Birth Date: October 7, 1959 / Age: 55
Birth Place: Syracuse, New York, USA
Biography: Dylan Baker is an American actor best known for playing supporting roles in both major studio movies (Spiderman 2) and independent films.
Born on October 7, 1959 in Syracuse, New York, Baker was raised in Maryland, where he began his acting career as a teenager in regional theater productions. In 1986 he performed in an off-Broadway production of Not About Heroes, co-starring Edward Herrmann and directed by Diane Wiest. He made his film debut in the 1987 John Candy-Steve Martin comedy, Planes, Trains, and Automobiles. By 1995, he was a regular on the television dramas Feds and Murder One.
Baker first became well-known in 1998 when he appeared in Todd Solondz's ensemble black comedy Happiness, taking on the extremely controversial role of a closeted pedophile who rapes two of his young son's friends. Baker was critically lauded for playing such an unsympathetic role as a three-dimensional human being rather than as a one-sided monster. While the film was criticized for the way in which the role was written, it launched Baker's career.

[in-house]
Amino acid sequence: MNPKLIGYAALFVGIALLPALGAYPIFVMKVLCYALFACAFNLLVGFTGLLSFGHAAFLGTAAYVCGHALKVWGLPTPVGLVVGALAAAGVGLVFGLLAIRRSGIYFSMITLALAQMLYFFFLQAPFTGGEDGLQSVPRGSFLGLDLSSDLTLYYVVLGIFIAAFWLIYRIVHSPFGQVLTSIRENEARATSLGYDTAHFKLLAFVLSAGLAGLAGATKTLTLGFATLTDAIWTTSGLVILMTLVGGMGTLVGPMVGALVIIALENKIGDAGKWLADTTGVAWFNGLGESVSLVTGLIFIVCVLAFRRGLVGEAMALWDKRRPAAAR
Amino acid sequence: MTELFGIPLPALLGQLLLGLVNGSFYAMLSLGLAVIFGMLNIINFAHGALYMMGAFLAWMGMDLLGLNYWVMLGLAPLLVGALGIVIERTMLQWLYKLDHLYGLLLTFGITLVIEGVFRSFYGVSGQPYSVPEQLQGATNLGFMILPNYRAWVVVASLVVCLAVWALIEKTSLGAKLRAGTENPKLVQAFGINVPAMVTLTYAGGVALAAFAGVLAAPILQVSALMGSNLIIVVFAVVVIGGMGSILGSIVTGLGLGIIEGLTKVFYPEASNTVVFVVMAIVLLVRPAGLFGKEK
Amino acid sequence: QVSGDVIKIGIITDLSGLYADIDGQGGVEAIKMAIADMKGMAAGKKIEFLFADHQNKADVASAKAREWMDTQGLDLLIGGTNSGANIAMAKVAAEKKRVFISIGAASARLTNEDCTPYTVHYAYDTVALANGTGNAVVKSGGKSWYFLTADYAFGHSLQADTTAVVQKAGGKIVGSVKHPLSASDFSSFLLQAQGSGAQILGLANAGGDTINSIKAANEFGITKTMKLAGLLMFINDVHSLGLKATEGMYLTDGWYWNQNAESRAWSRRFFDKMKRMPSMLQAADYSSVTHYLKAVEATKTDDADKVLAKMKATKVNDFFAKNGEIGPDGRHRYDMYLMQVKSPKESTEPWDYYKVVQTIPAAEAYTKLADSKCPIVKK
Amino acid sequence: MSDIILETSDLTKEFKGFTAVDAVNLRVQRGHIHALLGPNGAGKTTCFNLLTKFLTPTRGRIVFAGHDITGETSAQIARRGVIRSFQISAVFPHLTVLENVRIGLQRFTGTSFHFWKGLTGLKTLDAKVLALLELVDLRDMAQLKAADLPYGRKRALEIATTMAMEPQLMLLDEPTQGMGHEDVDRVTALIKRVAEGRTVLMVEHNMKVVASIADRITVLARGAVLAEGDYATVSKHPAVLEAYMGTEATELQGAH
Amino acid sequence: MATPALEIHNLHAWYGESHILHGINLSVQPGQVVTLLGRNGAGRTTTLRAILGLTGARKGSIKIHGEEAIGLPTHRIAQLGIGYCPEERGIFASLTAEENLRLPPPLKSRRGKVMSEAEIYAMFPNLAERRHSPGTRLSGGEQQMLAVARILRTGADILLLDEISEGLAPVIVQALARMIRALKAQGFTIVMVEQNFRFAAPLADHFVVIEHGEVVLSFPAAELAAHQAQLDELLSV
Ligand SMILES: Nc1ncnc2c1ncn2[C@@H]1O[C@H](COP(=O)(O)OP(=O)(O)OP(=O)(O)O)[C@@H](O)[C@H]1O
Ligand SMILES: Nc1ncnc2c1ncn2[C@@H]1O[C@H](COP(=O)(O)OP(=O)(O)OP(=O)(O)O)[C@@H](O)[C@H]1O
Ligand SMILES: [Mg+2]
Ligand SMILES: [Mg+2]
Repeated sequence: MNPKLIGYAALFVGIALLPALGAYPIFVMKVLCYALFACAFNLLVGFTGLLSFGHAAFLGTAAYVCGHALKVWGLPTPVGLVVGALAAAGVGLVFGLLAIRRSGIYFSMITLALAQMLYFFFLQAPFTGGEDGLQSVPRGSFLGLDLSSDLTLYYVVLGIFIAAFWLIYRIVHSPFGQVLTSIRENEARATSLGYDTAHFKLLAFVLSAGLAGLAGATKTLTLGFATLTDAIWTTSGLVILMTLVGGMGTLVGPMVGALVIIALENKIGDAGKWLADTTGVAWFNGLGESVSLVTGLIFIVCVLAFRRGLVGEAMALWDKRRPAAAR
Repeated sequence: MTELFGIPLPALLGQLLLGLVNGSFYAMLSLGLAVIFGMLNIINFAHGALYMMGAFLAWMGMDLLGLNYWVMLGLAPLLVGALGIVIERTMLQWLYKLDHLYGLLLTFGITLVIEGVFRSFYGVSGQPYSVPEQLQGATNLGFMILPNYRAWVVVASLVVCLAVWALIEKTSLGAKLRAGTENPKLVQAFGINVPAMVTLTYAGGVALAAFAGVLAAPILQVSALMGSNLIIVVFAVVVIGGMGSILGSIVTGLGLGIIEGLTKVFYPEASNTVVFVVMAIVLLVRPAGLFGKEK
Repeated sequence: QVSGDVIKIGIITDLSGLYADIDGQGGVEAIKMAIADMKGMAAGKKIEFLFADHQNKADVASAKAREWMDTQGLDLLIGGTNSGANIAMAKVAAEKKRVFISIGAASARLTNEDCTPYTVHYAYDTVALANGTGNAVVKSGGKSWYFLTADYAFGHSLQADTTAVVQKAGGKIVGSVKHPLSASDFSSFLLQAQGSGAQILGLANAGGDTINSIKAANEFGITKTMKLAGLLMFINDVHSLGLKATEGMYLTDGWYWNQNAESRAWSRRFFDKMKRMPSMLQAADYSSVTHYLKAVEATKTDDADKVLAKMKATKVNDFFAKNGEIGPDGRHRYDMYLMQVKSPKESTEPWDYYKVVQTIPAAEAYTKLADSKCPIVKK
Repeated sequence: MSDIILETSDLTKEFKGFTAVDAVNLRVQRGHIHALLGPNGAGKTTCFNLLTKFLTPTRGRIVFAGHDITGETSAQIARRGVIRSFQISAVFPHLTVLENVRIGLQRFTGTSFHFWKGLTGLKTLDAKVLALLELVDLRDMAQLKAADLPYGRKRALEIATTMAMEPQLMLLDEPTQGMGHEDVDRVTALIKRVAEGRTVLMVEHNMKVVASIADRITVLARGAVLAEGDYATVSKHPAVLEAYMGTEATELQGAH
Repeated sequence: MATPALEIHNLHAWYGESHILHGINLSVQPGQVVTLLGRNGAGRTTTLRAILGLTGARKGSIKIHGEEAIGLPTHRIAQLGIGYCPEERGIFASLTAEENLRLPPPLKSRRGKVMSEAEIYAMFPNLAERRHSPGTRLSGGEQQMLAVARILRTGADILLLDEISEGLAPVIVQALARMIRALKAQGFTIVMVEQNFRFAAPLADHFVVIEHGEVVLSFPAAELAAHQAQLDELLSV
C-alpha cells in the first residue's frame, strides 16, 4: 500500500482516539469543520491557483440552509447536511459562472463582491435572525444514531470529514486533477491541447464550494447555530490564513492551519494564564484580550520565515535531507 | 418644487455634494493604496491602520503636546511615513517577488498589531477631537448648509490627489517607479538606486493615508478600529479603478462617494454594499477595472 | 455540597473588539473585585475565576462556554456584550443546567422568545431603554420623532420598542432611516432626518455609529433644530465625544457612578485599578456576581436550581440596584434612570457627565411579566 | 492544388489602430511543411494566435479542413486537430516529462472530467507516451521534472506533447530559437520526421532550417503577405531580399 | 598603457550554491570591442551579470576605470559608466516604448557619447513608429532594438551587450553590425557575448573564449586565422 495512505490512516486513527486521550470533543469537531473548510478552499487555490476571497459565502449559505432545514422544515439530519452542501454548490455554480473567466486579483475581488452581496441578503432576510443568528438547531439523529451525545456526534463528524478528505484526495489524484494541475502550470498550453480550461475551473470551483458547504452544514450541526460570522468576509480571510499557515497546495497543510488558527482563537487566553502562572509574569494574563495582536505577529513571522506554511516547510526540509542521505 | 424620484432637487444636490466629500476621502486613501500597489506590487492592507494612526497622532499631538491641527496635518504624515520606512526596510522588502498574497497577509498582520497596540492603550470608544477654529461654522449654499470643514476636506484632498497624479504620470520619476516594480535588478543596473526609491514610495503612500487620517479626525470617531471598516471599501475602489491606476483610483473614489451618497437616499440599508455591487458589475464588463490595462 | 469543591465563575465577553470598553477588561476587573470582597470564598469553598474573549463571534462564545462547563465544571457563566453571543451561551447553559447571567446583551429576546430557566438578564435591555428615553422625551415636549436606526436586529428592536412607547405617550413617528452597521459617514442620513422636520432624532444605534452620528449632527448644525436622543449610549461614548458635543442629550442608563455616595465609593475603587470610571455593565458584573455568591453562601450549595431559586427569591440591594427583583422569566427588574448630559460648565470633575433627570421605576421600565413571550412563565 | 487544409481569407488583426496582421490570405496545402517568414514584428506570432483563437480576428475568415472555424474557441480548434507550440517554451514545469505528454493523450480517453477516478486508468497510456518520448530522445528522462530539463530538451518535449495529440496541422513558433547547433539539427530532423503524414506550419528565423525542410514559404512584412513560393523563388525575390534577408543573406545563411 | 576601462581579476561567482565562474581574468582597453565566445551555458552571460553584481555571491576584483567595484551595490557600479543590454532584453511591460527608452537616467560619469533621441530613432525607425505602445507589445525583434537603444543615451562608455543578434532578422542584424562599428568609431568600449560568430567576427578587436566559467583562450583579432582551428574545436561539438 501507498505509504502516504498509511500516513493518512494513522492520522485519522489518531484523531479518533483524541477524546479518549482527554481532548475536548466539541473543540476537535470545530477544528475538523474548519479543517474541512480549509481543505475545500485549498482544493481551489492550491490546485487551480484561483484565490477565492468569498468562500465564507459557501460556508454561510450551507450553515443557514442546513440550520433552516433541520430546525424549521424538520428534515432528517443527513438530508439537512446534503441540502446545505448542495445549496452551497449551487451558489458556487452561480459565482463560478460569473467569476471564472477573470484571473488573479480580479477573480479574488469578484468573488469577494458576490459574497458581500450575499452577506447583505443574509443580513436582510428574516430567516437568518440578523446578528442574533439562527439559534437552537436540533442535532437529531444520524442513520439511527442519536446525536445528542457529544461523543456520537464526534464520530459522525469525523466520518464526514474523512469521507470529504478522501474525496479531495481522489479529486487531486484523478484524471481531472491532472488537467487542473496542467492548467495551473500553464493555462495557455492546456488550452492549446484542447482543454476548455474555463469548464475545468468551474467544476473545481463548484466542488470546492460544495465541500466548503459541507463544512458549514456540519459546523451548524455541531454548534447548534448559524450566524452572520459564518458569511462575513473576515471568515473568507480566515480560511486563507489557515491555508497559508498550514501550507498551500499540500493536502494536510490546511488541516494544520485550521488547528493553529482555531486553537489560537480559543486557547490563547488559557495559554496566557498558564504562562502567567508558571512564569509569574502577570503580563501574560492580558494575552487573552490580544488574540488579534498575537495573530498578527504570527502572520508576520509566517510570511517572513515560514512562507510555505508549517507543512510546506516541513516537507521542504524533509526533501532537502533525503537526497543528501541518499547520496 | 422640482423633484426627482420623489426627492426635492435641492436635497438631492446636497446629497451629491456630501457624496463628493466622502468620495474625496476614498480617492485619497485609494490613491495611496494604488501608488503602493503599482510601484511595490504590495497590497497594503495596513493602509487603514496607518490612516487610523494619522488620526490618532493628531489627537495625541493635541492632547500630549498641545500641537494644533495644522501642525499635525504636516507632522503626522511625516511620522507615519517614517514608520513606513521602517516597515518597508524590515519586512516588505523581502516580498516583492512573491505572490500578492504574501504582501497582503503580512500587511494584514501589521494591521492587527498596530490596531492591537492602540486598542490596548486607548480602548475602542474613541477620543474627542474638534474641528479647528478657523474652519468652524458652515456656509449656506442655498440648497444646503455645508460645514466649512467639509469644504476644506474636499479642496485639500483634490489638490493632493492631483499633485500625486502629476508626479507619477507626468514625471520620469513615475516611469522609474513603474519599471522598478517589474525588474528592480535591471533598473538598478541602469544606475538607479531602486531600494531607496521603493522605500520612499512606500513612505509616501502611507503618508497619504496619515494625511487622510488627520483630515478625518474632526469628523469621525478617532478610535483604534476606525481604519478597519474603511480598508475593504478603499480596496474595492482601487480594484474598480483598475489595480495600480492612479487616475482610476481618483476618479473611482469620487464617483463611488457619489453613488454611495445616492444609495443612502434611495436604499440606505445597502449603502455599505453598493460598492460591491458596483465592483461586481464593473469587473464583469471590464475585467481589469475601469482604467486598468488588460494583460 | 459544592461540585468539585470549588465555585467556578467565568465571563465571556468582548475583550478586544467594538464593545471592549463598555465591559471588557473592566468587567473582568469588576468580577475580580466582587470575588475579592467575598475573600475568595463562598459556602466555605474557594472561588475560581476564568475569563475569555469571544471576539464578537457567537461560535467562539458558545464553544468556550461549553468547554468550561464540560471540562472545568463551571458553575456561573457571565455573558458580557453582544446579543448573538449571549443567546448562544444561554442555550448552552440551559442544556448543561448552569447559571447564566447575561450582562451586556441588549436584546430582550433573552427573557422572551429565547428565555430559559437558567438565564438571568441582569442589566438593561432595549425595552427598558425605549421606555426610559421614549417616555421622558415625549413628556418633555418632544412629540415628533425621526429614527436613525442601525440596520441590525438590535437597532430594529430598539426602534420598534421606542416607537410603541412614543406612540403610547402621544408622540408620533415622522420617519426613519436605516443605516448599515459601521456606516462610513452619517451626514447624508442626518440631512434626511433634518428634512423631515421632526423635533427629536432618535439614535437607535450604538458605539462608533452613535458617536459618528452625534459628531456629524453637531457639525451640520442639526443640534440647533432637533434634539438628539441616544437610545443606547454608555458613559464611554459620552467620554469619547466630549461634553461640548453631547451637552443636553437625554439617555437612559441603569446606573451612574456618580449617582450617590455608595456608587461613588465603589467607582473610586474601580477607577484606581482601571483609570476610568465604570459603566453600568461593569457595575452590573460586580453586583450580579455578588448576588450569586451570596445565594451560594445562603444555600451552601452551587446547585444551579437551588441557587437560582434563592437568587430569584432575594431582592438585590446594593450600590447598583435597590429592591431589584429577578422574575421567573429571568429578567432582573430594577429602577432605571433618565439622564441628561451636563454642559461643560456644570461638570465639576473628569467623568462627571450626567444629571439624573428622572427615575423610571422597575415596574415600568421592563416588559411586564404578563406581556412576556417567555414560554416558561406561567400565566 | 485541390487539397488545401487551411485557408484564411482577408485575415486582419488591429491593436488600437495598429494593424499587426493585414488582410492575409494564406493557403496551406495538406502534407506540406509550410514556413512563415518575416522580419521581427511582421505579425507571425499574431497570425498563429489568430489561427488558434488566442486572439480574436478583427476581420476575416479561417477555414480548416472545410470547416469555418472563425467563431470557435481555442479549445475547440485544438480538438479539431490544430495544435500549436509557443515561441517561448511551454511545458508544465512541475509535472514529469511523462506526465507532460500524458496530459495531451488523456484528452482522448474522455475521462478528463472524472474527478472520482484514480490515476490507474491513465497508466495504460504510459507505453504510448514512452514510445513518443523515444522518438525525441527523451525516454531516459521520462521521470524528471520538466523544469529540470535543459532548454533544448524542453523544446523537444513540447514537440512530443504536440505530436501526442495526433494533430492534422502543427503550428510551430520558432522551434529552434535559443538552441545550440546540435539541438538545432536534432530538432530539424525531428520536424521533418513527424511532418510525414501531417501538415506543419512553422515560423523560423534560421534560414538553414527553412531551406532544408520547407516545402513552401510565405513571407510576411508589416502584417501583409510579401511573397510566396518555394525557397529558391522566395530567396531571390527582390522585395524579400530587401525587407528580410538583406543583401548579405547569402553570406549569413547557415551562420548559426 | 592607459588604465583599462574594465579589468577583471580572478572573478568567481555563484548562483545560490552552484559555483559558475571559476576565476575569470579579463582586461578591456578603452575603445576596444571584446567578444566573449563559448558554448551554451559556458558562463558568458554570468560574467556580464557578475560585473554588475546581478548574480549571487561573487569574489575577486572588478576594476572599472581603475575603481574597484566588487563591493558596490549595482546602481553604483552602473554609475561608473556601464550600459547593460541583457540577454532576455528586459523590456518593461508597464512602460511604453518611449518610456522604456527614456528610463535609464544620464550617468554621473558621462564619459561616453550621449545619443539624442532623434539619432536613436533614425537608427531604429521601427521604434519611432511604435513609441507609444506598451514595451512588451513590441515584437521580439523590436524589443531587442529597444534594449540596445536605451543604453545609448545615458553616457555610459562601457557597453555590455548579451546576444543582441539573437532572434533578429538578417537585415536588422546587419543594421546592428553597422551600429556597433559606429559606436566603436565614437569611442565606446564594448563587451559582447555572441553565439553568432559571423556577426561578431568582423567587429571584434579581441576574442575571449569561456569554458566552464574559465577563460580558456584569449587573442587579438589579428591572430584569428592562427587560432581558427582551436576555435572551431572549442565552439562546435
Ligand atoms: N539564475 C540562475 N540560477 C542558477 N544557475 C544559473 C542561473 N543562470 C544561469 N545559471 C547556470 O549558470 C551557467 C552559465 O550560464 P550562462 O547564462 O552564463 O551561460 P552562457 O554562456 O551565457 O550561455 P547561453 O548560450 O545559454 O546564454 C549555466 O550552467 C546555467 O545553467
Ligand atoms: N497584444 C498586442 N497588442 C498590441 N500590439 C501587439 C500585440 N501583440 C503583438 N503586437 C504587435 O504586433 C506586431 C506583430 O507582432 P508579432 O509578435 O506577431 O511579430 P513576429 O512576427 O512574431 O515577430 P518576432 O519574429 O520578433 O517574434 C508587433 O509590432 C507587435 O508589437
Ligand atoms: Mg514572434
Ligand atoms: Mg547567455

In addition to roles in films such as Thirteen Days, The Cell, and Kinsey, Baker has also appeared extensively on the Broadway stage and on television, in shows such as Law & Order and the short-lived sitcom The Pitts.
Dylan Baker appears in a non-speaking role as an arresting officer in a United States Postal Service training film, apparently made sometime in the 1980s, warning of the dangers of mail theft. The film, narrated by a characteristically grim Edward James Olmos in his "Lieutenant Castillo" mode, is entitled "Was It Worth It?" (you can probably guess the answer) and is still being shown to new USPS employees.
Attended The College of William and Mary in Williamsburg, Virginia.
Was nominated for Broadway's 1991 Tony Award as Best Actor (Featured Role - Play) for "La Bęte."